6 Chapter 5 The spoken word Vagabonds and minstrels in sixteenth-century Wales Vagabonds and minstrels in sixteenth-century Wales Richard Suggett T hroughout much of late medieval and early modern Europe, from Poland and Russia in the east to Wales and Ireland in the west, itinerant minstrels entertained noble and plebeian audiences. Wandering entertainers may well have provided (as Burke has suggested) one of the unifying elements within European popular culture. A pan-European tradition of minstrelsy, crossing social and cultural boundaries, is an

in The spoken word
Open Access (free)
Oral culture in Britain 1500–1850
Editors: Adam Fox and Daniel Woolf

Human beings have developed a superabundance of ways of communicating with each other. Some, such as writing, are several millennia old. This book focuses on the relationship between speech and writing both within a single language, Welsh, and between two languages, Welsh and English. It demonstrates that the eighteenth-century Scottish clergy used the popular medium of Gaelic in oral and written form to advance the Gospel. The experience of literacy in early modern Wales was often an expression of legal and religious authority reinforced by the spoken word. This included the hearing of proclamations and other black-letter texts publicly read. Literate Protestant clergymen governed and shaped the Gaelic culture by acting as the bridge-builders between oral and literary traditions, and as arbiters of literary taste and the providers of reading material for newly literate people. The book also offers some illustrations of how anecdotes became social tools which used to make points not only in private correspondence but also in civil conversation in early modern England. Locating vagabonds and minstrels, and other wanderers on the margins of settled society depended on the survival of the appropriate historical record. Cautionary tales of the judgements God visited upon flagrant and incorrigible sinners circulated widely in sixteenth- and seventeenth-century England: stories of sabbath-breakers, swearers, drunkards, adulterers and other ungodly livers struck down suddenly by the avenging arm of the Almighty. During the age of Enlightenment, intellectual culture nourished a new understanding of non-literate language and culture.

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encounters with the written or printed word. In the case of early modern Britain, they were lived through in different ways, at different times, in different parts of the land. They were unquestionably 11 Introduction subject to social differentiation. But if ‘literate’ can no longer be taken as a synonym for elite (or even educated), then ‘oral’ is emphatically not coterminous with popular or marginal. Speech figured in every human being’s life, from kings and archbishops down to minstrels and vagrants, and for every human being it was the most routine and commonplace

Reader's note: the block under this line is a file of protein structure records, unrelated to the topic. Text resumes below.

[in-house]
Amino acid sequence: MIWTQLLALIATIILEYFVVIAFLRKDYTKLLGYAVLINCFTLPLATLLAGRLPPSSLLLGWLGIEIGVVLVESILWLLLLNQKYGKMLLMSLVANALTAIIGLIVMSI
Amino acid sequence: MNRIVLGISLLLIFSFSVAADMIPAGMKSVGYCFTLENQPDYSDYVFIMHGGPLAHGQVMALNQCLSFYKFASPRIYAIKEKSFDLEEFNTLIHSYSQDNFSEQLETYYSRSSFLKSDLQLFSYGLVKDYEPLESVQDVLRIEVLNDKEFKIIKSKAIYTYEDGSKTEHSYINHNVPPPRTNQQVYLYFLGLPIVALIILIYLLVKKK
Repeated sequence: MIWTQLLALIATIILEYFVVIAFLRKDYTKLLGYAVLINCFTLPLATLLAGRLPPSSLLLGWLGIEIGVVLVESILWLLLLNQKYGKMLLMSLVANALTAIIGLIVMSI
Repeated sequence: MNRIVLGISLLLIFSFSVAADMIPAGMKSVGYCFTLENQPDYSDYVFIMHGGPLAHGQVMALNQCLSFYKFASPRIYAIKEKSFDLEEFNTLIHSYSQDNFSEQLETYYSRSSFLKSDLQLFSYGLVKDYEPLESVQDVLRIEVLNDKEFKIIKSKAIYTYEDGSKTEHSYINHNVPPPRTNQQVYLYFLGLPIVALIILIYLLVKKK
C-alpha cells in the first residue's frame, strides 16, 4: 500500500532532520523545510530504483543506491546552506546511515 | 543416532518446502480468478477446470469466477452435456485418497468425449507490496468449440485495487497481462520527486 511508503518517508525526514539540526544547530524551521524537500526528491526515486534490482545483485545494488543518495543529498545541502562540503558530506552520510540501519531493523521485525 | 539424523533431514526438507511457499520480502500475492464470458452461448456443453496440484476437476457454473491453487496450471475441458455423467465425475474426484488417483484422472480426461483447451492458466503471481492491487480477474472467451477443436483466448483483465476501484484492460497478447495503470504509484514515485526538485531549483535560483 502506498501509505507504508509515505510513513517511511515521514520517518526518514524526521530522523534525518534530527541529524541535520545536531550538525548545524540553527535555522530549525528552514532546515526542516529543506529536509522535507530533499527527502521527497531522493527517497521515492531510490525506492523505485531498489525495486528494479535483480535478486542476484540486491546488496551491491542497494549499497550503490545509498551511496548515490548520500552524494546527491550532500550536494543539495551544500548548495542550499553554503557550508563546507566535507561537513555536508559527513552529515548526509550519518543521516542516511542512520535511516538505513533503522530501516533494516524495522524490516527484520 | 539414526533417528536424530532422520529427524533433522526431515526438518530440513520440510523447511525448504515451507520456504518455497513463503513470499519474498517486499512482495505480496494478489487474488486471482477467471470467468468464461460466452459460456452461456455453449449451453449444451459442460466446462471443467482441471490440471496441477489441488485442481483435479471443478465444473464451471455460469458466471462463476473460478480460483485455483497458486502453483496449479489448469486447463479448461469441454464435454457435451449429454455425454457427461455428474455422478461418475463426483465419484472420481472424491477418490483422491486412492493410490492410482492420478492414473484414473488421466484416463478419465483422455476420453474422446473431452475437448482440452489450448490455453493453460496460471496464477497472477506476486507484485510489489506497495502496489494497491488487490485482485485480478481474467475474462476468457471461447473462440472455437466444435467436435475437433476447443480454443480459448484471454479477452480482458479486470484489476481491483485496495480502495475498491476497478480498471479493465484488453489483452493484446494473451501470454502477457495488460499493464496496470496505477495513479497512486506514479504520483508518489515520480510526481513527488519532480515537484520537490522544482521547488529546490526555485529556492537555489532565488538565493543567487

in The spoken word

recitations to entertain their audience, who, ‘determined to be amused ... sit there, and laugh, and cheer to their hearts’ content’. 60 The ship even had its own band of minstrels, who would perform ‘Negro melodies’. 61 On other nights, Alfred might be found playing the violin while other men sat or lay about reading or doing crochet. 62 Alfred grew very comfortable and content with this life and

in Royal tourists, colonial subjects and the making of a British world, 1860–1911

tablet re-used as a roofing slate recorded a bailiff ’s account for a monastic grange and is carefully inscribed in Welsh. One may suppose that in addition to libraries in the conventional sense, the abbey may have had collections of stone tablets used in routine administration which were regarded as temporary rather than permanent records. Three languages occur on these tablets – Welsh, Latin, and English – although the dominant language is Welsh and two of the scribes appear to have been, characteristically, a monk (David Gwyn, monachus) and a minstrel (David Grythor

in The spoken word
The CDC’s mission to Cold War East Pakistan, 1958

minstrel’ show to the man himself, whom they mocked as a bumbler, a ‘madman’ who ‘hopped up and down’ when agitated, and who impulsively ‘ran out of the room’. As physicians, they decided he needed tranquillising. 77 In these and other ways they undercut his authority as Chief Public Health Adviser and threw cold water on the volunteer campaign. The most likely cause of this venomous criticism was that they felt vulnerable for being so closely

in The politics of vaccination

of subsistence, and can be conceived as a means to handle disability and negotiate interactions and social relations with non-disabled people. She argues that in their encounters with non-disabled people individuals with impairments must learn to manage relationships from the beginning and ‘use charm, intimidation, ardour, deference, T HE S O C IAL RELATIO NS O F DIS ABILITY 161 humour, or entertainment to relieve nondisabled people of their discomfort’. ‘Those of us with disabilities are supplicants and minstrels,’ she argues, ‘striving to create valued

in Disability in industrial Britain

organized, and the lower rungs of these ladders may have reached or penetrated the realms both of non-aristocratic society, and of vernacular speech. Highland Perthshire provides evidence for the mediating role of itinerants such as chapmen (pacairean), and the minstrel bands known as Cliar Sheanchain, ‘as literary receptors and disseminators, operating between the spheres of high and popular culture, and across social classes’.11 Such brief contextualization may begin to explain the relevance of an analysis of a written genre to a book about the spoken word. The bond

in The spoken word